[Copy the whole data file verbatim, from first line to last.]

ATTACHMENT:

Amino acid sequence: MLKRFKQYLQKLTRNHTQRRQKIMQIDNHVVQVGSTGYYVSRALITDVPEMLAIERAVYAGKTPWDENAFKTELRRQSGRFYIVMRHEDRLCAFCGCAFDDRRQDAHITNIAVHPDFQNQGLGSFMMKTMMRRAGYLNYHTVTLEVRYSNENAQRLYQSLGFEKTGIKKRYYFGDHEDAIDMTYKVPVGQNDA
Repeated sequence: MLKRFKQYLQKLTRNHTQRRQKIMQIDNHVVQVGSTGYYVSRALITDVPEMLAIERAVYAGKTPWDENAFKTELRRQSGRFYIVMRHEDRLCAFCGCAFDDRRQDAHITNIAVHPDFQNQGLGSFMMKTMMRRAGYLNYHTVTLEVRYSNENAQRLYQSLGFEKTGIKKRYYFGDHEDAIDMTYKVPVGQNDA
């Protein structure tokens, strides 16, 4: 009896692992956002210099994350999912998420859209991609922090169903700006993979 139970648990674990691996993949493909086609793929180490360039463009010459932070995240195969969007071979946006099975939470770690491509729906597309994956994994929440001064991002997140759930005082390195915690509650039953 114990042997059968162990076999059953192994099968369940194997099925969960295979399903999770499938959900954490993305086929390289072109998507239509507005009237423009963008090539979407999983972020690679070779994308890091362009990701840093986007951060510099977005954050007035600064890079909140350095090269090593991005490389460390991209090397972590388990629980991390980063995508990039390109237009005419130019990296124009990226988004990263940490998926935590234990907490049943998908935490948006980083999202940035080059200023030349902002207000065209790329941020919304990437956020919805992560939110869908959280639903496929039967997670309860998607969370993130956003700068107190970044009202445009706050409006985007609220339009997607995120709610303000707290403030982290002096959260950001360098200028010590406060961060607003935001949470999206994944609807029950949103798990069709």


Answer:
Amino acid sequence: MLKRFKQYLQKLTRNHTQRRQKIMQIDNHVVQVGSTGYYVSRALITDVPEMLAIERAVYAGKTPWDENAFKTELRRQSGRFYIVMRHEDRLCAFCGCAFDDRRQDAHITNIAVHPDFQNQGLGSFMMKTMMRRAGYLNYHTVTLEVRYSNENAQRLYQSLGFEKTGIKKRYYFGDHEDAIDMTYKVPVGQNDA
Repeated sequence: MLKRFKQYLQKLTRNHTQRRQKIMQIDNHVVQVGSTGYYVSRALITDVPEMLAIERAVYAGKTPWDENAFKTELRRQSGRFYIVMRHEDRLCAFCGCAFDDRRQDAHITNIAVHPDFQNQGLGSFMMKTMMRRAGYLNYHTVTLEVRYSNENAQRLYQSLGFEKTGIKKRYYFGDHEDAIDMTYKVPVGQNDA
């Protein structure tokens, strides 16, 4: 009896692992956002210099994350999912998420859209991609922090169903700006993979 139970648990674990691996993949493909086609793929180490360039463009010459932070995240195969969007071979946006099975939470770690491509729906597309994956994994929440001064991002997140759930005082390195915690509650039953 114990042997059968162990076999059953192994099968369940194997099925969960295979399903999770499938959900954490993305086929390289072109998507239509507005009237423009963008090539979407999983972020690679070779994308890091362009990701840093986007951060510099977005954050007035600064890079909140350095090269090593991005490389460390991209090397972590388990629980991390980063995508990039390109237009005419130019990296124009990226988004990263940490998926935590234990907490049943998908935490948006980083999202940035080059200023030349902002207000065209790329941020919304990437956020919805992560939110869908959280639903496929039967997670309860998607969370993130956003700068107190970044009202445009706050409006985007609220339009997607995120709610303000707290403030982290002096959260950001360098200028010590406060961060607003935001949470999206994944609807029950949103798990069709």